Last week (4/8 - 4/14/12)
Last week was spent in Indiana, meeting with and listening to Hoosiers about issues that are most important to you. Photos are posted on my Facebook page for your convenience.
On Thursday, the Greater Indianapolis Republican Women's Club held their monthly luncheon and I was pleased to be their guest speaker for the event. The group has been inviting speakers to talk about a specific amendment to our Constitution. Last week's topic was the 10th Amendment, which establishes that the states retain all powers that are not delegated to the federal government. This amendment certainly is at the heart of every political conversation that our country is engaged in, particularly as the Supreme Court considers overturning the drastic expansion of federal power enacted under Obamacare.
Saturday morning, I attended the Hendricks County Rural Electric Management Cooperative (REMC). A power cooperative, or co-op, is a pool of private citizens that purchase electricity. They self-administer the cooperative through yearly elections, and refund overpayment of their electricity should there be any remaining funds at the end of the year. I was glad to visit with folks in this town hall-like atmosphere. REMC meetings throughout our state usually draw upwards of 1000 people, and it's exciting to be part of a civic gathering with so many Hoosiers. It is important to me to learn more about how REMC members' energy prices are affected by burdensome government regulations.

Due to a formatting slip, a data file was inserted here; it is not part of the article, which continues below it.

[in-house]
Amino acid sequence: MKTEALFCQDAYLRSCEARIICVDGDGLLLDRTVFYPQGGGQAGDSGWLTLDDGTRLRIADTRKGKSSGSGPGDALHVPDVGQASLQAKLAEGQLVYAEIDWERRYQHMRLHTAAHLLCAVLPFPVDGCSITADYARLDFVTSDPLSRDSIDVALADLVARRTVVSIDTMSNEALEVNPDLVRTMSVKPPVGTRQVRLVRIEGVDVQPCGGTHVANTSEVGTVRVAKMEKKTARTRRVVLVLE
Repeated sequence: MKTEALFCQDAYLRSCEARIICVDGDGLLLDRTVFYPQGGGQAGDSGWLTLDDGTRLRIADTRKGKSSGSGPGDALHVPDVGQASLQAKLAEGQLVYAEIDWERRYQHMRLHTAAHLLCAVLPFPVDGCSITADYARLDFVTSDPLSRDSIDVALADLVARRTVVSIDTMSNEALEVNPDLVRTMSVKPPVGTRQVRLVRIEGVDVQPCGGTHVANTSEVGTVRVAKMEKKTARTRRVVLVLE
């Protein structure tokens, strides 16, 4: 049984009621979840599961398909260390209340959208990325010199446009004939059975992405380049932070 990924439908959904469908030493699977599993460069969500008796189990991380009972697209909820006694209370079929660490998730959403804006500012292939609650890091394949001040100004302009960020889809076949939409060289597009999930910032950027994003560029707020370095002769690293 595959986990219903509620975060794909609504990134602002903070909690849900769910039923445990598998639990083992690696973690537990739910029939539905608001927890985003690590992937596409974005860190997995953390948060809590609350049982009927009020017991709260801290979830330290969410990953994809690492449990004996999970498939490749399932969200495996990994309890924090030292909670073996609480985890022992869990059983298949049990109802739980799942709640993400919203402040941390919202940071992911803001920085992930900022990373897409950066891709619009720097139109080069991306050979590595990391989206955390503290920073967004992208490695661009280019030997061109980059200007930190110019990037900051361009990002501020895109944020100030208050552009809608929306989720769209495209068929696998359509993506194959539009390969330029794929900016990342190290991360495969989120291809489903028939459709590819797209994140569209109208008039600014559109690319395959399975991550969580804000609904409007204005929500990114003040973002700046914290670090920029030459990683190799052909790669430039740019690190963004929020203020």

Later that day, I was honored to receive the Nathan Hale Award when I spoke to the Reserve Officers Association of Indiana during their annual conference in Lafayette. As many of you have expressed in your letters and e-mails, there are some concerns regarding cuts to defense spending due to the Budget Control Act and the failure of the "Super Committee" last year. These concerns are important and I appreciate the frank and honest discussion we had at this event. As we tackle our massive debt crisis, we have to be willing to cut waste, fraud, abuse, and overspending, even in the defense budget.
I would also like to take time to mention an example of successful casework by my team. Recently, a retired and disabled veteran contacted my office in an effort to retrieve his medical records, which had been lost by his unit, to resolve a paperwork issue with the Department of Veterans Affairs. He had tried unsuccessfully for quite some time to obtain his records, once being told they were gone for good. After many doors were closed in the face of this veteran, he contacted my office and my team persevered for this Hoosier hero and were able to locate his records, which helped resolve his surgery and disability case.